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Urinary and faecal N-methylhistamine concentrations do not serve as markers for mast cell activation or clinical disease activity in dogs with chronic enteropathies.

Anfinsen KP, Berghoff N, Priestnall SL, Suchodolski JS, Steiner JM, Allenspach K - Acta Vet. Scand. (2014)

Bottom Line: Post hoc analysis revealed a statistically significant difference in toluidine blue positive mast cells between two treatment groups (exclusion diet with/without metronidazole versus immunosuppression (IS)), with higher numbers among dogs not requiring IS.The number of duodenal mast cells was higher in dogs that did not need IS, i.e. in dogs responding to an exclusion diet (with/without metronidazole), than in dogs requiring IS.Further studies comparing the role of mast cells in dogs with different forms of CE are needed.

View Article: PubMed Central - PubMed

Affiliation: Department of Veterinary Clinical Sciences, Royal Veterinary College, University of London, Hatfield, AL9 7TA, England. kristin.anfinsen@nmbu.no.

ABSTRACT

Background: This study sought to correlate faecal and urinary N-methylhistamine (NMH) concentrations with resting versus degranulated duodenal mast cell numbers in dogs with chronic enteropathies (CE), and investigate correlations between intestinal mast cell activation and clinical severity of disease as assessed by canine chronic enteropathy clinical activity index (CCECAI), and between urinary and faecal NMH concentrations, mast cell numbers, and histopathological scores. Twenty-eight dogs with CE were included. Duodenal biopsies were stained with haematoxylin and eosin (H&E), toluidine blue, and by immunohistochemical labelling for tryptase. Duodenal biopsies were assigned a histopathological severity score, and duodenal mast cell numbers were counted in five high-power fields after metachromatic and immunohistochemical staining. Faecal and urinary NMH concentrations were measured by gas chromatography-mass spectrometry.

Results: There was no correlation between the CCECAI and faecal or urinary NMH concentrations, mast cell numbers, or histopathological score - or between faecal or urinary NMH concentration and mast cell numbers. Post hoc analysis revealed a statistically significant difference in toluidine blue positive mast cells between two treatment groups (exclusion diet with/without metronidazole versus immunosuppression (IS)), with higher numbers among dogs not requiring IS.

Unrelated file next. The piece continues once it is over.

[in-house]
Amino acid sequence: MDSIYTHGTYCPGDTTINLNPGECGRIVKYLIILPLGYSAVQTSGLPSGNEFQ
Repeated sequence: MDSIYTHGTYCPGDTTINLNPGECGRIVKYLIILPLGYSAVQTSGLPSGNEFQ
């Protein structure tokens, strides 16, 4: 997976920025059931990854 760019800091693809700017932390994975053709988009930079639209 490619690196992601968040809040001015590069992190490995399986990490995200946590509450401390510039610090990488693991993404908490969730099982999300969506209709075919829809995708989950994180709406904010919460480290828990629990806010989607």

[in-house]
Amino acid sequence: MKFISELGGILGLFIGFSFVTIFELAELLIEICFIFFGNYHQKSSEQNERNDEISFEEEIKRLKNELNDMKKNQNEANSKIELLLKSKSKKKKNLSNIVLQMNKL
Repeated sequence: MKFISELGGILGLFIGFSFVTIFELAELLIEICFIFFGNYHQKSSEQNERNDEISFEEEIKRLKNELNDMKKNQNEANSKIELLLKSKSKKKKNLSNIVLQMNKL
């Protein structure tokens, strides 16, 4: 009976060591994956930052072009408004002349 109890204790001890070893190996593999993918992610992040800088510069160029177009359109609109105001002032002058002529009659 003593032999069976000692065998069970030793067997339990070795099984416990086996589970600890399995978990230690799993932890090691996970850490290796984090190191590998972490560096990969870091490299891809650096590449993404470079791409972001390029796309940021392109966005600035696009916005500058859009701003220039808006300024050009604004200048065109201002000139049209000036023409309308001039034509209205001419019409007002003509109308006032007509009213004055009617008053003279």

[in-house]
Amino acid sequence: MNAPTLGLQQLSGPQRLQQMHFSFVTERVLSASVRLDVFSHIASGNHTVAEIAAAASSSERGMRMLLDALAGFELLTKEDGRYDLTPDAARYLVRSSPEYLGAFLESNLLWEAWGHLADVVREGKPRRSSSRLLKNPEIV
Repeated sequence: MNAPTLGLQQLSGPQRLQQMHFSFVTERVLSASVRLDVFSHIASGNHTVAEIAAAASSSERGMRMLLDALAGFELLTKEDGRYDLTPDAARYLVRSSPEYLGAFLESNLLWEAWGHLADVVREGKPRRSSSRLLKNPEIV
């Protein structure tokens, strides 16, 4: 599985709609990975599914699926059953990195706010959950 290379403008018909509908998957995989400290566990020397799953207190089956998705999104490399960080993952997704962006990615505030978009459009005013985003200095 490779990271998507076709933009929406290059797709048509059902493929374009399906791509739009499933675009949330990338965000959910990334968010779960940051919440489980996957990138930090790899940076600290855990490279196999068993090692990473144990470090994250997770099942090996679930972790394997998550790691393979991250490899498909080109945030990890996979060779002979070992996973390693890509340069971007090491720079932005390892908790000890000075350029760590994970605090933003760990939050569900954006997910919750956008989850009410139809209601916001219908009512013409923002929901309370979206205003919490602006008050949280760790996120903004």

Conclusion: Faecal and urinary NMH concentrations and duodenal mast cell numbers were not useful indicators of severity of disease as assessed by the CCECAI or histological evaluation. The number of duodenal mast cells was higher in dogs that did not need IS, i.e. in dogs responding to an exclusion diet (with/without metronidazole), than in dogs requiring IS. Further studies comparing the role of mast cells in dogs with different forms of CE are needed.

No MeSH data available.


Related in: MedlinePlus

Median numbers of MCTin 5 high power fields (×40) for 24 dogs with chronic enteropathy, grouped based on treatment. IS = treated by immunosuppression; Metr = treated with metronidazole. Lines represent median and interquartile range.
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Fig4: Median numbers of MCTin 5 high power fields (×40) for 24 dogs with chronic enteropathy, grouped based on treatment. IS = treated by immunosuppression; Metr = treated with metronidazole. Lines represent median and interquartile range.

Mentions: Treatment initiated or advised by clinicians at the QMHA was recorded for each dog, and consisted of an exclusion diet with (n = 9) or without (n = 9) metronidazole, or IS (n = 10; these dogs had failed treatment trials with diet and metronidazole, either prior to or after referral to the QMHA). Biopsies from 4 of the dogs (3 treated with IS, one with diet and metronidazole) were missing from the archive. Due to the low number of dogs, assessment of differences between treatment groups was not attempted in this study. However, the data gave an impression of higher numbers of mast cells detected in duodenal biopsies from dogs in which IS therapy was not necessary; i.e. dogs responding to an exclusion diet with or without metronidazole. Post hoc analysis revealed that dogs eventually requiring immunosuppressive therapy had less MCTB (P = 0.041) in their pre-treatment biopsies than those responding to an exclusion diet, with or without metronidazole, (Figure 3). There was no statistically significant difference between these groups for numbers of MCT (P = 0.105; Figure 4), and there was no difference between numbers of MCTB in dogs treated with an exclusion diet and metronidazole versus an exclusion diet alone (P = 0.41; Figure 5). Faecal and urinary NMH concentrations did not differ between treatment groups (P = 0.52 and P = 0.95, respectively).Figure 3